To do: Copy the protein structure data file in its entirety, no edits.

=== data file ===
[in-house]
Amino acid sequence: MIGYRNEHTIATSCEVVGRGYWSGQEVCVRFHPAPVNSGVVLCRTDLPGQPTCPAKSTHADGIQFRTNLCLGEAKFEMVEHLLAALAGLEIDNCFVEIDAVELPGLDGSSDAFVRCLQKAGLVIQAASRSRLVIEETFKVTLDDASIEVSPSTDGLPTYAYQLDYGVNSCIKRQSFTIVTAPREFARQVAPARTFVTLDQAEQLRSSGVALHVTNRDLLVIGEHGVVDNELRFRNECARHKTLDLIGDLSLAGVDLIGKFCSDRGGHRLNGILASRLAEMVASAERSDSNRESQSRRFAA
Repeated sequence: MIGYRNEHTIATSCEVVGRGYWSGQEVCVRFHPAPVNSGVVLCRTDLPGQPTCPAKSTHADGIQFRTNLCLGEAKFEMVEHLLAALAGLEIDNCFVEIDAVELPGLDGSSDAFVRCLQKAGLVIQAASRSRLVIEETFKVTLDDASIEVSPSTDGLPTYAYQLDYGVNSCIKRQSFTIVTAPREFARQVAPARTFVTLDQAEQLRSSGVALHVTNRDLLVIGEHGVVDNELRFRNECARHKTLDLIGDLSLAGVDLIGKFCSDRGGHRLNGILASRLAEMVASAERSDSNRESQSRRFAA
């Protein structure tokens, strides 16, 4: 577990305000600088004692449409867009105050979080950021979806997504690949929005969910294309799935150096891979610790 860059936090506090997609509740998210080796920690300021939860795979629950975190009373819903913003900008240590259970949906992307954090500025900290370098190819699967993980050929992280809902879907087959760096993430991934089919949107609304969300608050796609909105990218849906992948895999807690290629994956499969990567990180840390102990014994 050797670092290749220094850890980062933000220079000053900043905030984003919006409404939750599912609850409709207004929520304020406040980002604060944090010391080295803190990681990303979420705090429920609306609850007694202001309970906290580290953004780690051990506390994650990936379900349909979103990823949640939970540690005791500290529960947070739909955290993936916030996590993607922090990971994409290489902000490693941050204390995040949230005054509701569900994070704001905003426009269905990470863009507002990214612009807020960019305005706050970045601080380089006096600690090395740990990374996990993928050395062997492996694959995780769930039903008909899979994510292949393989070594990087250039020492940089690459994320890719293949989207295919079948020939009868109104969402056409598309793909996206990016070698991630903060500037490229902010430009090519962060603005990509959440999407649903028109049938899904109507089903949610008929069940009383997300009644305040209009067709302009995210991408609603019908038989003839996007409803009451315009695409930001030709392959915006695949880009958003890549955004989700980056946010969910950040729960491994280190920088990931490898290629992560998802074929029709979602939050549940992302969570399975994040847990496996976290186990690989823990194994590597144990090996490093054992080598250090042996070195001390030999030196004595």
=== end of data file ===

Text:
[in-house]
Amino acid sequence: MIGYRNEHTIATSCEVVGRGYWSGQEVCVRFHPAPVNSGVVLCRTDLPGQPTCPAKSTHADGIQFRTNLCLGEAKFEMVEHLLAALAGLEIDNCFVEIDAVELPGLDGSSDAFVRCLQKAGLVIQAASRSRLVIEETFKVTLDDASIEVSPSTDGLPTYAYQLDYGVNSCIKRQSFTIVTAPREFARQVAPARTFVTLDQAEQLRSSGVALHVTNRDLLVIGEHGVVDNELRFRNECARHKTLDLIGDLSLAGVDLIGKFCSDRGGHRLNGILASRLAEMVASAERSDSNRESQSRRFAA
Repeated sequence: MIGYRNEHTIATSCEVVGRGYWSGQEVCVRFHPAPVNSGVVLCRTDLPGQPTCPAKSTHADGIQFRTNLCLGEAKFEMVEHLLAALAGLEIDNCFVEIDAVELPGLDGSSDAFVRCLQKAGLVIQAASRSRLVIEETFKVTLDDASIEVSPSTDGLPTYAYQLDYGVNSCIKRQSFTIVTAPREFARQVAPARTFVTLDQAEQLRSSGVALHVTNRDLLVIGEHGVVDNELRFRNECARHKTLDLIGDLSLAGVDLIGKFCSDRGGHRLNGILASRLAEMVASAERSDSNRESQSRRFAA
């Protein structure tokens, strides 16, 4: 577990305000600088004692449409867009105050979080950021979806997504690949929005969910294309799935150096891979610790 860059936090506090997609509740998210080796920690300021939860795979629950975190009373819903913003900008240590259970949906992307954090500025900290370098190819699967993980050929992280809902879907087959760096993430991934089919949107609304969300608050796609909105990218849906992948895999807690290629994956499969990567990180840390102990014994 050797670092290749220094850890980062933000220079000053900043905030984003919006409404939750599912609850409709207004929520304020406040980002604060944090010391080295803190990681990303979420705090429920609306609850007694202001309970906290580290953004780690051990506390994650990936379900349909979103990823949640939970540690005791500290529960947070739909955290993936916030996590993607922090990971994409290489902000490693941050204390995040949230005054509701569900994070704001905003426009269905990470863009507002990214612009807020960019305005706050970045601080380089006096600690090395740990990374996990993928050395062997492996694959995780769930039903008909899979994510292949393989070594990087250039020492940089690459994320890719293949989207295919079948020939009868109104969402056409598309793909996206990016070698991630903060500037490229902010430009090519962060603005990509959440999407649903028109049938899904109507089903949610008929069940009383997300009644305040209009067709302009995210991408609603019908038989003839996007409803009451315009695409930001030709392959915006695949880009958003890549955004989700980056946010969910950040729960491994280190920088990931490898290629992560998802074929029709979602939050549940992302969570399975994040847990496996976290186990690989823990194994590597144990090996490093054992080598250090042996070195001390030999030196004595």